There are several breeds that people love to keep as pets because their cuteness factor is so high, like Australian Shepherds, Golden Retrievers, huskies, Dalmatians, poodles, German Shepherds, Irish Setters and others.
These breeds tend to have shiny coats, winning personalities and the ability make any heart melt. They also share one more trait: energy level.
According to the American Kennel Club (AKC), the above breeds are some of the highest-energy breeds out there, and that trait isn’t limited to just those breeds. Several others share the same need for stimulation, and with mutts, all bets are off because in many cases you have no idea what types of breeds formed their makeup.
Bored dogs are mischievous dogs. They will look for both mental and physical stimulation anywhere they can find it. Dogs don’t maliciously cause wanton destruction, so if you have a dog who routinely destroys pieces of your house, boredom might just be the cause.
Another way boredom manifests is through their behavior with you and other people. “Energetic dogs who don’t get enough exercise are easy to spot,” say Gerilyn J. and Paul S. Bielakiewicz in The Only Dog Tricks Book You’ll Ever Need: Impress Friends, Family — and Other Dogs. “They demonstrate their excess energy through barking, jumping and other unwanted behavior.”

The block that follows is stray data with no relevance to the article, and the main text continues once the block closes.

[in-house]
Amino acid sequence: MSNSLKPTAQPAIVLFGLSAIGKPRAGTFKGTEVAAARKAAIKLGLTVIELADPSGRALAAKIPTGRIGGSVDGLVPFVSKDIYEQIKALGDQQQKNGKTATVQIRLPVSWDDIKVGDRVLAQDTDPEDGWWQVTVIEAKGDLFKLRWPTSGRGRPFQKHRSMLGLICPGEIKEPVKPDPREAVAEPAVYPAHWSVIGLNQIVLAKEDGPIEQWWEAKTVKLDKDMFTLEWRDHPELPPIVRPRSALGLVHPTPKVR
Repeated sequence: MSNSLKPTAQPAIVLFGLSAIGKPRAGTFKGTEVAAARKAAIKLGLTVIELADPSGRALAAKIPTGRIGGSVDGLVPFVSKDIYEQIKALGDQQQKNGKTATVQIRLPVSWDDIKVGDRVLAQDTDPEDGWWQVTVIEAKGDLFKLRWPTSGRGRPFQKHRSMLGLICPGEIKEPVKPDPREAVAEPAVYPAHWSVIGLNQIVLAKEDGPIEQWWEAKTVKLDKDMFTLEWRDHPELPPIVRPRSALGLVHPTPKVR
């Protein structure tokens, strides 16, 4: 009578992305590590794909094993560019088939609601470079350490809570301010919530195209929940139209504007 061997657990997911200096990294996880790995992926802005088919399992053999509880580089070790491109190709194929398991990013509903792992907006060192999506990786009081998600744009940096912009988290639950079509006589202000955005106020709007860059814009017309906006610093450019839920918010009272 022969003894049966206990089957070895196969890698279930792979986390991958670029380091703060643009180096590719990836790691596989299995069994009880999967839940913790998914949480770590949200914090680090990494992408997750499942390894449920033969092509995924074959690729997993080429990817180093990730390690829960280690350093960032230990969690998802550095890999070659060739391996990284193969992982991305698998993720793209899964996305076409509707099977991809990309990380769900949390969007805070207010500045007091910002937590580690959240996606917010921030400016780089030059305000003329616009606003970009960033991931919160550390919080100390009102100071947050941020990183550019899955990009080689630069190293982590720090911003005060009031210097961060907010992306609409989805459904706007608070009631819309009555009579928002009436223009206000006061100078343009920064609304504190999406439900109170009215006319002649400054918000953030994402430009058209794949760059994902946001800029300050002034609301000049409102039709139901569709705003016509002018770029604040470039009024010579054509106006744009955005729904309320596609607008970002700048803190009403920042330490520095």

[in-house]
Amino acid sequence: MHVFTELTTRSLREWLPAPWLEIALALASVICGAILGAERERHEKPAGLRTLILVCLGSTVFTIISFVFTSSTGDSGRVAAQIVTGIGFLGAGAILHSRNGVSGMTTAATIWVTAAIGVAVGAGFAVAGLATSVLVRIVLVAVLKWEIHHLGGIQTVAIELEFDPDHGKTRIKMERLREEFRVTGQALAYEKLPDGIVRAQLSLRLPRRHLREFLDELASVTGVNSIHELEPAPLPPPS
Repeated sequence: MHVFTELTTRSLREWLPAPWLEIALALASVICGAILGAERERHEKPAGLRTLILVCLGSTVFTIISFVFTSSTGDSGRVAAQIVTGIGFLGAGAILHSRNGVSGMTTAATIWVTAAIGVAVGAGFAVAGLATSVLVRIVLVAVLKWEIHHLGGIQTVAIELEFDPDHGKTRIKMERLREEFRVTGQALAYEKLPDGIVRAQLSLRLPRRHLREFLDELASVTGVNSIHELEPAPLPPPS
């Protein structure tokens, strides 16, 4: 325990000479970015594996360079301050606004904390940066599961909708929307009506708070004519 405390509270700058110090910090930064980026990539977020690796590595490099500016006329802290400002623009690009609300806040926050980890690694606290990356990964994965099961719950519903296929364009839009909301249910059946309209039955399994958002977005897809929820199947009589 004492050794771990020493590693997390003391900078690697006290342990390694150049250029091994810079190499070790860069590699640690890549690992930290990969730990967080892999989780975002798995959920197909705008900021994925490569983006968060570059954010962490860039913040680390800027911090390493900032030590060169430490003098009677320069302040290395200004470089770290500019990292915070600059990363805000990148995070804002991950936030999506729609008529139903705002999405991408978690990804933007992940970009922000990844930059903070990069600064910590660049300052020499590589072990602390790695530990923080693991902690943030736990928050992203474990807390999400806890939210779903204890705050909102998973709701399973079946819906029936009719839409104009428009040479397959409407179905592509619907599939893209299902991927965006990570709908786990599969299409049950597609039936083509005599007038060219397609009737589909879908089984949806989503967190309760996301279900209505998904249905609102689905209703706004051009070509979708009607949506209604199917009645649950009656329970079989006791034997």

Every dog needs mental and physical stimulation; how much depends on their personality and breed. Before bringing home your adorable new pet, be sure you understand their energy needs and have a plan in place to meet them.
Exercise is simultaneously the best answer and yet the most underused solution to problems with bored (and therefore behaviorally challenged) dogs. Before deciding on what kind of dog you want to add to the family, take time to do some research.
“Dog breeds are grouped together by what they were originally bred to do,” says Jackie Phillips in Renting With Rex: How You, Your Dog, Your Landlord and Your Neighbors Can All Thrive in Rental Housing. “If your dog’s breed was originally created for tracking, herding, or transportation of people or goods, then your dog will need a daily amount of vigorous exercise like running, biking and retrieving tennis balls, or a daily romp to the local dog park.”
For example, say you just have to have a Belgian Malinois. (They are pretty cute!) You bring home your new Mali and, within a week, they’ve destroyed their crate, eaten a wall and managed to somehow tear up the new living room carpet. You’re at your wits’ end, but this problem has a simple solution — training and exercise. The Mali needs a ton of exercise to be happy, and they’re smart enough to entertain themselves if you don’t provide it.
Talk to your dog’s veterinarian and find out how to set a good exercise regime for your pet — and be prepared to adjust it through their life cycle as their needs change.
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